Rep. Amore praises passage of bill that would compensate those who have been wrongfully imprisoned
State House – Rep. Gregg Amore (D-Dist. 65, East Providence) is praising the passage of legislation (2019-H 5329A), sponsored by Rep. Patricia A. Serpa (D-Dist. 27, West Warwick, Coventry, Warwick), which would give compensation to innocent people who have spent time behind bars but later released when new evidence shows they were not guilty.
Representative Amore is a cosponsor of the legislation.
“First, I’d like to thank Representative Serpa for her tenacity in getting this bill passed. It is a sad reality in our state and across the country that innocent people are sent to prison for crimes they did not commit. Because our criminal justice system is not infallible and because there have been significant advances in forensic science, there is a need for this legislation. I think that it is more than fair that the victims of wrongful incarceration be compensated for their unjust imprisonment and that Rhode Island join the thirty other states that already provide compensation for this injustice,” said Representative Amore
Representative Amore has introduced a similar version of the bill the past two legislative sessions. In 2016, he crafted the bill with students at East Providence High School after the class discussed wrongful imprisonment in the school’s contemporary issues class and the class learned that Rhode Island in one of 17 states that does not compensate the wrongfully imprisoned.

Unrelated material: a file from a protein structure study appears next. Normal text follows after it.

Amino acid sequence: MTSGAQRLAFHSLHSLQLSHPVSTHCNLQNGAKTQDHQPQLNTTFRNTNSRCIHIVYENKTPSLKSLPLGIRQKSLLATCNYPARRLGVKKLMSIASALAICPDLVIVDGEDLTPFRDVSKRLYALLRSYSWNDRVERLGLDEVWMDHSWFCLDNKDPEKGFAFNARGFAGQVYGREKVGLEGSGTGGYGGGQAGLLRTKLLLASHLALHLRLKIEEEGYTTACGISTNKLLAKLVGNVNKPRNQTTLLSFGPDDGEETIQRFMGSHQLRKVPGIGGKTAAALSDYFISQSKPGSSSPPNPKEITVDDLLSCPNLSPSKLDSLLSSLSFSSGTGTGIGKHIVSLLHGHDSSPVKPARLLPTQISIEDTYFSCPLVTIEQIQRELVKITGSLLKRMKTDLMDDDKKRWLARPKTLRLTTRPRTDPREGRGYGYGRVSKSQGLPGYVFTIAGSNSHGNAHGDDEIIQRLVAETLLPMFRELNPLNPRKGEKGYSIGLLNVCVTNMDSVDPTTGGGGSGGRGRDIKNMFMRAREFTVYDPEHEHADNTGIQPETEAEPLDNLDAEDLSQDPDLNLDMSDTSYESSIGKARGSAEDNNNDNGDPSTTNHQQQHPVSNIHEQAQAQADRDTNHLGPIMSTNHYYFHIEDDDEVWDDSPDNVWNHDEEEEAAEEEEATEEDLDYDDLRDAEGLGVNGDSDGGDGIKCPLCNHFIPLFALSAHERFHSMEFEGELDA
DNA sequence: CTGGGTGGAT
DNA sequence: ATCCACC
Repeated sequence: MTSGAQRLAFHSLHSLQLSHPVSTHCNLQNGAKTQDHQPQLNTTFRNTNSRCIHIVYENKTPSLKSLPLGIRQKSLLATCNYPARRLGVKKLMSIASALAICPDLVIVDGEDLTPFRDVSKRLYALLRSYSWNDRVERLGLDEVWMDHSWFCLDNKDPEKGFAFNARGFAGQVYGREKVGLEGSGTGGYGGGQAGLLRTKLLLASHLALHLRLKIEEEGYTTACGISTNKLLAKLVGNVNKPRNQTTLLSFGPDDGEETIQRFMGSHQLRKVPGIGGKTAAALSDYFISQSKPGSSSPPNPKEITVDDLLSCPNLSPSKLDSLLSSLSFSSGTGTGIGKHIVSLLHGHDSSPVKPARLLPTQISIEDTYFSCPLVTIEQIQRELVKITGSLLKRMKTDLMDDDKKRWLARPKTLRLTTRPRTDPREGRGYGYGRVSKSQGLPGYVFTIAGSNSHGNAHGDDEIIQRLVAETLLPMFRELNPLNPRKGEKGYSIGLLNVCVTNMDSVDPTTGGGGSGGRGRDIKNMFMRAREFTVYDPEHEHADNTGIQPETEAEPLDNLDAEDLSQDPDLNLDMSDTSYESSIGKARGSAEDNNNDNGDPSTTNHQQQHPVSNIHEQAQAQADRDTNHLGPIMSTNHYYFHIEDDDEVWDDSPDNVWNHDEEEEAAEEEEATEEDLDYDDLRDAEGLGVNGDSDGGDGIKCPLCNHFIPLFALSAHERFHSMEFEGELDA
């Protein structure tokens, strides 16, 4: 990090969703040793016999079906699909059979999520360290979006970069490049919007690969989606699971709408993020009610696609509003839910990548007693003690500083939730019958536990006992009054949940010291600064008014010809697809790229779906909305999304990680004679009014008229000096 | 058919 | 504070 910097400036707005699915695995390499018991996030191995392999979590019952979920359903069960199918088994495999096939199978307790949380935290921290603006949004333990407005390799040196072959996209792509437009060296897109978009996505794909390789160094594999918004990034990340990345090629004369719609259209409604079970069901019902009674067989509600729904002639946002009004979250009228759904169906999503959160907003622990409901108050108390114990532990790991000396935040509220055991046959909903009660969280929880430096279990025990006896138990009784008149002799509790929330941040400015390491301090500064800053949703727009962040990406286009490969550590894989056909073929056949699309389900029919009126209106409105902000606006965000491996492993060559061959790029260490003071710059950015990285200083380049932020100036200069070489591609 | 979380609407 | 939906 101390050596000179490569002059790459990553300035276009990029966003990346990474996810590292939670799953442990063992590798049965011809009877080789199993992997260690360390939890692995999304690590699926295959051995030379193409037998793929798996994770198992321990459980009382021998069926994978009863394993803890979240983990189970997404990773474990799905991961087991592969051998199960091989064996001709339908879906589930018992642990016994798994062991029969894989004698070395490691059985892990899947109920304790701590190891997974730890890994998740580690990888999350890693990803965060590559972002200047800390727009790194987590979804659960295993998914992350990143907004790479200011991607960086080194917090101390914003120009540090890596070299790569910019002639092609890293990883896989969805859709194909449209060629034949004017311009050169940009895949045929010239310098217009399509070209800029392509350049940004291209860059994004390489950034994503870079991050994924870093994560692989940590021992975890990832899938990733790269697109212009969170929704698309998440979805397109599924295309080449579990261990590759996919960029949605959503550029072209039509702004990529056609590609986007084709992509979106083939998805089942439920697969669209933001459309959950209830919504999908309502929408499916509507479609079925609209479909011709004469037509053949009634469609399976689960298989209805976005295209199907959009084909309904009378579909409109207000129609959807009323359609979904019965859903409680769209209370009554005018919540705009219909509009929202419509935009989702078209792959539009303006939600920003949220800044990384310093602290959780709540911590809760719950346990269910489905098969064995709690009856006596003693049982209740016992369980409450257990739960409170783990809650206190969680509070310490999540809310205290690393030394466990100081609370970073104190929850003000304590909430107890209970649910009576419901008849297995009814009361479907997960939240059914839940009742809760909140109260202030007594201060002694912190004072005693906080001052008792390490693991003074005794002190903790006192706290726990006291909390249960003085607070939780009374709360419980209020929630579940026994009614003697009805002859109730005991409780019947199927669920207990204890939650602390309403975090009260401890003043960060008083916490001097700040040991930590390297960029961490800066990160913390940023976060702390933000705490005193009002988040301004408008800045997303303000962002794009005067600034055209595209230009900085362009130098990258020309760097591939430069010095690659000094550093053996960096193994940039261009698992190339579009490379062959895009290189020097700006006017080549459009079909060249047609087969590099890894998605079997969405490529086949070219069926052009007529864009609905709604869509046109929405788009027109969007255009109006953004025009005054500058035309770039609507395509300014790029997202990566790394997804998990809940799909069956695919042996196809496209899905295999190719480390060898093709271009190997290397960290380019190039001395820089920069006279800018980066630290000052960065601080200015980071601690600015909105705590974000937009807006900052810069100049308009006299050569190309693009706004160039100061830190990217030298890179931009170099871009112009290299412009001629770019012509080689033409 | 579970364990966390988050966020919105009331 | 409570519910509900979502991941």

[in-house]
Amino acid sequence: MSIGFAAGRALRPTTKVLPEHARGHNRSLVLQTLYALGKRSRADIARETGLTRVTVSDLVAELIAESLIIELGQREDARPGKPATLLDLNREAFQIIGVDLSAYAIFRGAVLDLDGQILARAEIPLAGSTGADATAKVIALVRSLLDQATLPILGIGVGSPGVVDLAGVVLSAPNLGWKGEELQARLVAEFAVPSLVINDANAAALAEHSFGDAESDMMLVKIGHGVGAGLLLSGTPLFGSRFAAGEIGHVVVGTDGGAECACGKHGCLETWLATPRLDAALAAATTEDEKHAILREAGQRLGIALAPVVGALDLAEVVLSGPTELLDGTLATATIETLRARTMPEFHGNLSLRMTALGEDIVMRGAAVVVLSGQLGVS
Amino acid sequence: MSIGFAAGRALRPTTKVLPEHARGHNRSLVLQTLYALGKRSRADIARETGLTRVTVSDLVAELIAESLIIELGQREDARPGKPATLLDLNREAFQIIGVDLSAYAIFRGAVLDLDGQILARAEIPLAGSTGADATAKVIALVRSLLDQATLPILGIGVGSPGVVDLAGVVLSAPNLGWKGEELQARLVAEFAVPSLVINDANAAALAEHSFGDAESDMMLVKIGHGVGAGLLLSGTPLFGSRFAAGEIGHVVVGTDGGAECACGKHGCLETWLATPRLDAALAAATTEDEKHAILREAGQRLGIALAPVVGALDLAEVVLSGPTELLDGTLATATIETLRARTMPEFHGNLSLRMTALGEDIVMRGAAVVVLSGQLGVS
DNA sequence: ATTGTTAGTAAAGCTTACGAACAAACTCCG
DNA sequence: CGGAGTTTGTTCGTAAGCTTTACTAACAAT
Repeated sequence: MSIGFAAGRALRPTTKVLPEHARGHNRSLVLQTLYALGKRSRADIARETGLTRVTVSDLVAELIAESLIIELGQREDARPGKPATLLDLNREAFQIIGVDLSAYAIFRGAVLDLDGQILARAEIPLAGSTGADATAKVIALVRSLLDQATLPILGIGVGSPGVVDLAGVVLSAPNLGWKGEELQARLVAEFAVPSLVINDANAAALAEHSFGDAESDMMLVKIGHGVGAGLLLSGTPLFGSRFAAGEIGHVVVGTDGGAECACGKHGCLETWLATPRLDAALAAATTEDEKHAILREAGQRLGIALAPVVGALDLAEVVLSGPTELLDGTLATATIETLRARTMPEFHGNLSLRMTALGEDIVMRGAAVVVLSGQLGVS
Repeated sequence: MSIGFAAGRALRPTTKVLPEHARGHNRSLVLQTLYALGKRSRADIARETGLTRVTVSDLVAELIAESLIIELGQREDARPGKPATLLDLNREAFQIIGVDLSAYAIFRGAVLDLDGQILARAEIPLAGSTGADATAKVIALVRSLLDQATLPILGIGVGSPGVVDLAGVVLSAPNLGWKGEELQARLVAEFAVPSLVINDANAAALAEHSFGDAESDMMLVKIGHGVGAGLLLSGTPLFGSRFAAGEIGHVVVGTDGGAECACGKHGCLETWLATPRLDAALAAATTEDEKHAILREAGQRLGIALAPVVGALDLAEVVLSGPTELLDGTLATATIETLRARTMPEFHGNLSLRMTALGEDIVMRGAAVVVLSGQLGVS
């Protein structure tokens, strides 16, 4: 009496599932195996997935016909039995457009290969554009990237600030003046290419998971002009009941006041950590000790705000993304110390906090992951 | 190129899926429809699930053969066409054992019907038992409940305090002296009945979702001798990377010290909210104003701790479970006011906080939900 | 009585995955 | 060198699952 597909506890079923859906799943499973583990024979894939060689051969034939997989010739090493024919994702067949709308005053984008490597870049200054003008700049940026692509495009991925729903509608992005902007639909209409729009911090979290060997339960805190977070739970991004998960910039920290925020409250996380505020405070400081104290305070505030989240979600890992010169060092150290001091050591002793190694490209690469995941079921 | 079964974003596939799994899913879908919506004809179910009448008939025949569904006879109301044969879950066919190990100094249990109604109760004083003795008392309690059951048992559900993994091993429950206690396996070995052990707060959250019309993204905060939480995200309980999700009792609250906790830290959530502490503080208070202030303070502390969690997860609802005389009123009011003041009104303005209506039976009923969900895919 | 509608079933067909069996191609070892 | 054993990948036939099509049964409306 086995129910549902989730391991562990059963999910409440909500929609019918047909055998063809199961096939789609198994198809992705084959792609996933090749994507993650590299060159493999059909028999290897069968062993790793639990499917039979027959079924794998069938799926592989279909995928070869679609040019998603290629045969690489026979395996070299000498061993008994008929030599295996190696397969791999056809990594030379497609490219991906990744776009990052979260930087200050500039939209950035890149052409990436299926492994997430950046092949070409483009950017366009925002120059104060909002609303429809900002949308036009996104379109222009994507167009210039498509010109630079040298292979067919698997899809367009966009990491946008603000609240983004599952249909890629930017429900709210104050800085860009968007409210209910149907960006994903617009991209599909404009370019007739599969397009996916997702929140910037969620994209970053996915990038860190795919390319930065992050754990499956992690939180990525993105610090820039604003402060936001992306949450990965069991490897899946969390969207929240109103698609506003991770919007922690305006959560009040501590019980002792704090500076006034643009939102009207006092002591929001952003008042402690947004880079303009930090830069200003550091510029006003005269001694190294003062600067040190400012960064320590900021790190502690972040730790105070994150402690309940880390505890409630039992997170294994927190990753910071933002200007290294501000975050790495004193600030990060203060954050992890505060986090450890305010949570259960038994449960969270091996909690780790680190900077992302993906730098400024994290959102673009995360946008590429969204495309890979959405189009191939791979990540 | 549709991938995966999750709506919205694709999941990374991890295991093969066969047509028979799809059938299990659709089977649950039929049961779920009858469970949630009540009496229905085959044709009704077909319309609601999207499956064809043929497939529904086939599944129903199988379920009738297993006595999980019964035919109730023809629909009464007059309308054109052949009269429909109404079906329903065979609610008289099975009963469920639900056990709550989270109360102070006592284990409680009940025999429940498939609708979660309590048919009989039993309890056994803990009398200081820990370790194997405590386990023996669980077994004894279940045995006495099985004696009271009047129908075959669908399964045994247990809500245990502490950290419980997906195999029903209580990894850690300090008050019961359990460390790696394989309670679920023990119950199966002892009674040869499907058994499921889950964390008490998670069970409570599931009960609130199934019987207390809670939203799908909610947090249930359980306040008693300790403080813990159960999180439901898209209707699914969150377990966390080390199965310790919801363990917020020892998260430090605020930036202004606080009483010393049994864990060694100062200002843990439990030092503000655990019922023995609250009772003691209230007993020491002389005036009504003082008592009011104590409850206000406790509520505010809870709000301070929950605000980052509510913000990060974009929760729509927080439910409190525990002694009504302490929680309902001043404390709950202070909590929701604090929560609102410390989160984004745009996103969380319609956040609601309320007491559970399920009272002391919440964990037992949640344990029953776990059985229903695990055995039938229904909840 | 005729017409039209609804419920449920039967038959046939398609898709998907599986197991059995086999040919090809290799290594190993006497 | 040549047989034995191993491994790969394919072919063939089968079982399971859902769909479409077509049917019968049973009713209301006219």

The bill passed by the House would authorize any person who has been wrongfully sentenced to a term of imprisonment greater than one year to petition the presiding justice of Rhode Island Superior Court for an award of compensation and damages, including attorney’s fees.
Under the legislation, if the court found that the claimant was wrongfully incarcerated, it would grant an award of $50,000 for each year served in a correctional facility. For incarceration of less than a year, the amount would be prorated to 1/365 of $50,000 for every day served.
The award may be expanded to include compensation for any reasonable costs including housing, transportation, subsistence, re-integrative services, and mental and physical health care costs, along with reasonable attorney’s fees.
The bill now heads to the Senate for consideration.